The hopes of many Tier 2 pubs and drinkers appear to be resting on the outcome of the classic, age old debate: Is a scotch egg a substantial meal or a bar snack?
Cabinet Office Minister Michael Gove has caused confusion by first telling ITV's Good Morning Britain the sausage-coated egg is "probably a starter", before telling ITV News they are a substantial meal.
The debate may seem trivial, but thousands of pubs in Tier 2 areas could risk being fined if they allow alcoholic drinks to be served with a snack that is not considered a substantial meal.
Under Tier 2 restrictions in England - which will cover 57% of the population from Wednesday - people can only buy alcohol in pubs and restaurants if they are consuming a substantial meal - something which would normally be considered as a main course.
Confusion was sparked on Monday, when Environment Secretary George Eustice told LBC radio the snack would constitute a “substantial meal”.
On Tuesday morning, Chancellor of the Duchy of Lancaster Mr Gove told ITV's Good Morning Britain: "As far as I'm concerned it's probably a starter. "
He said the definition of the term has existed in law for many years which allows families to buy 16-year-olds an alcoholic drink with a substantial meal, but he could not say what it constituted.
"They (pubs) already do know what the rules are and they have for years now," he said.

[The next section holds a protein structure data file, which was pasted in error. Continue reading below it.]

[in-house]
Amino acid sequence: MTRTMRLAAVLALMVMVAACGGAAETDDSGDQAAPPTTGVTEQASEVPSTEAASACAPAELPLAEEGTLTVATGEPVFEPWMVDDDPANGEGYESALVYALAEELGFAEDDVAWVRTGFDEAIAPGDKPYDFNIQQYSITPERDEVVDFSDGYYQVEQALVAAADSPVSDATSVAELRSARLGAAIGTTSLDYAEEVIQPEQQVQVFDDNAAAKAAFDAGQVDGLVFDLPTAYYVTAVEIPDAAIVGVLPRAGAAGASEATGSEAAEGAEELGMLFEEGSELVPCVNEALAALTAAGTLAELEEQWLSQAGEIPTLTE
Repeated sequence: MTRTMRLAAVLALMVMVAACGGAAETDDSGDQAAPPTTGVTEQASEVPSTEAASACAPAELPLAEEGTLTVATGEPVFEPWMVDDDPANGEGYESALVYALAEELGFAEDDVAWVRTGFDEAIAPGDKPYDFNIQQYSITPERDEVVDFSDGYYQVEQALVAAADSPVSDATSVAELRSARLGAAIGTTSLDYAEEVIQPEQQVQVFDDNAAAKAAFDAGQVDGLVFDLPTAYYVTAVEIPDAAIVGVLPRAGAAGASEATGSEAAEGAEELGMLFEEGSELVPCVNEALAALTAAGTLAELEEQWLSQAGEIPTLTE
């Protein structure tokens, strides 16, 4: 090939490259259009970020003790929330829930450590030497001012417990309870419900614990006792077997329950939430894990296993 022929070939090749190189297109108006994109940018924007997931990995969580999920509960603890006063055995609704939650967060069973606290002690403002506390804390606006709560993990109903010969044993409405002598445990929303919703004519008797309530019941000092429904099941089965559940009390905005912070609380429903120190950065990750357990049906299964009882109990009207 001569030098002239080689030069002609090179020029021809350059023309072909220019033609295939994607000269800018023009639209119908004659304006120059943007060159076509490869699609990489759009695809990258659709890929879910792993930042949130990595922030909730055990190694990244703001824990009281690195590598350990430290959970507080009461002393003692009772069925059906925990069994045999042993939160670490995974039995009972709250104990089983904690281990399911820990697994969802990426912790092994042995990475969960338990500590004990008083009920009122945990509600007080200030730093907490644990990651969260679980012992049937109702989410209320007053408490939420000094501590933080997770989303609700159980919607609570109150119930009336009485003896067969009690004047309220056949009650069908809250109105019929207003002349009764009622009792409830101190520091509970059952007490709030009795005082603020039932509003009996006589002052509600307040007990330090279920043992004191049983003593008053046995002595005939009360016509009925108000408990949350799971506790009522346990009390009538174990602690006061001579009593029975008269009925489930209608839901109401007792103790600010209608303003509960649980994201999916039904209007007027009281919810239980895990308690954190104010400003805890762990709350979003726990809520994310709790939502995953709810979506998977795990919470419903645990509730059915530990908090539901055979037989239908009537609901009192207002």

"My own preference when it comes to a substantial meal might be more than just a scotch egg but that's because I'm a hearty trencherman.
"The government is relying on people's common sense."
Shortly after, he told ITV News: "A scotch egg is a substantial meal."
At the suggestion many consider it a bar snack, Mr Gove responded: "I myself would definitely scoff a couple of scotch eggs if I had the chance, but I do recognise it is a substantial meal".
In the harsher Tier 3, affecting more than 41% of the population, pubs and restaurants can only operate on a takeaway or delivery basis.
Michael Gove tells ITV News a scotch egg is a substantial meal:
Downing Street insisted that the concept of a "substantial meal" is well understood in the hospitality industry, without saying whether that includes a Scotch egg.
Prime Minister Boris Johnson's official spokesman refused to spell out the difference between a "bar snack" and a meal.
Pressed on whether the rules permit pints being served alongside sausage rolls, pork pies, or a ploughman's lunch, he said: "I'm obviously not going to get into the detail of every possible meal.
"But we've been clear: bar snacks do not count as a substantial meal but it's well established practice in the hospitality industry what does."
What can you do in each tier from December 2? The new rules in England at a glance:
Tier 1: Up to six people can meet indoors or outdoors. Pubs and restaurants can open, with last orders at 10pm and closing at 11pm.
Tier 2: No mixing indoors, apart from support bubbles. Up to six people can meet outdoors. Pubs and restaurants can open, with last orders at 10pm and closing at 11pm - but alcohol can only be served with a substantial meal.
Tier 3: No mixing indoors. People can only meet outdoors in limited places such as parks and public gardens. Pubs and restaurants must close, with the exception of takeaway sales.
In all tiers, non-essential shops, gyms, hairdressers and personal care services can open. People in all tiers to work from home where they can do so. Full details on what you can do in each tier here.